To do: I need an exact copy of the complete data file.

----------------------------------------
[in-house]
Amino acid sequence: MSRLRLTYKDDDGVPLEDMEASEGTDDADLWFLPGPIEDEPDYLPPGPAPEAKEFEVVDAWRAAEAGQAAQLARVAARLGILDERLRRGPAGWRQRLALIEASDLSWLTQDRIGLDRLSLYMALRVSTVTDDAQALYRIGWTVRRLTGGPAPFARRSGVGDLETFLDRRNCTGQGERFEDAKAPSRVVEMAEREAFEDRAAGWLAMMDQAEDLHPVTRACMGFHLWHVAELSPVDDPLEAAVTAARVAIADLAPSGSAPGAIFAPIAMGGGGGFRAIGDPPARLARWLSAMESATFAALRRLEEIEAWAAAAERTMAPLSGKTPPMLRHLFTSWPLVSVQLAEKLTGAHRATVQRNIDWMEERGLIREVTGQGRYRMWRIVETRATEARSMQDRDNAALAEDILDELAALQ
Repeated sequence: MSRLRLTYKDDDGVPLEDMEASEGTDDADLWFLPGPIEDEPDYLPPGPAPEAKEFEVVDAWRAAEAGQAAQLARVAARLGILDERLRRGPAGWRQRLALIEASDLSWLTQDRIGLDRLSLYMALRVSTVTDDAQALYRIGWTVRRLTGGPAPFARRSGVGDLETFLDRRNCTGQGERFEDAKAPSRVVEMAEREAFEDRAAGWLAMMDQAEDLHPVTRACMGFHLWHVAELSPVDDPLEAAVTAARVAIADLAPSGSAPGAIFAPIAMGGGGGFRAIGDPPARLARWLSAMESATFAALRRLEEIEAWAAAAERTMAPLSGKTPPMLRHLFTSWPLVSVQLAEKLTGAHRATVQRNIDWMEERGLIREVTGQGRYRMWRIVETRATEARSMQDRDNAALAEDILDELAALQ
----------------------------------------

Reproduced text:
[in-house]
Amino acid sequence: MSRLRLTYKDDDGVPLEDMEASEGTDDADLWFLPGPIEDEPDYLPPGPAPEAKEFEVVDAWRAAEAGQAAQLARVAARLGILDERLRRGPAGWRQRLALIEASDLSWLTQDRIGLDRLSLYMALRVSTVTDDAQALYRIGWTVRRLTGGPAPFARRSGVGDLETFLDRRNCTGQGERFEDAKAPSRVVEMAEREAFEDRAAGWLAMMDQAEDLHPVTRACMGFHLWHVAELSPVDDPLEAAVTAARVAIADLAPSGSAPGAIFAPIAMGGGGGFRAIGDPPARLARWLSAMESATFAALRRLEEIEAWAAAAERTMAPLSGKTPPMLRHLFTSWPLVSVQLAEKLTGAHRATVQRNIDWMEERGLIREVTGQGRYRMWRIVETRATEARSMQDRDNAALAEDILDELAALQ
Repeated sequence: MSRLRLTYKDDDGVPLEDMEASEGTDDADLWFLPGPIEDEPDYLPPGPAPEAKEFEVVDAWRAAEAGQAAQLARVAARLGILDERLRRGPAGWRQRLALIEASDLSWLTQDRIGLDRLSLYMALRVSTVTDDAQALYRIGWTVRRLTGGPAPFARRSGVGDLETFLDRRNCTGQGERFEDAKAPSRVVEMAEREAFEDRAAGWLAMMDQAEDLHPVTRACMGFHLWHVAELSPVDDPLEAAVTAARVAIADLAPSGSAPGAIFAPIAMGGGGGFRAIGDPPARLARWLSAMESATFAALRRLEEIEAWAAAAERTMAPLSGKTPPMLRHLFTSWPLVSVQLAEKLTGAHRATVQRNIDWMEERGLIREVTGQGRYRMWRIVETRATEARSMQDRDNAALAEDILDELAALQ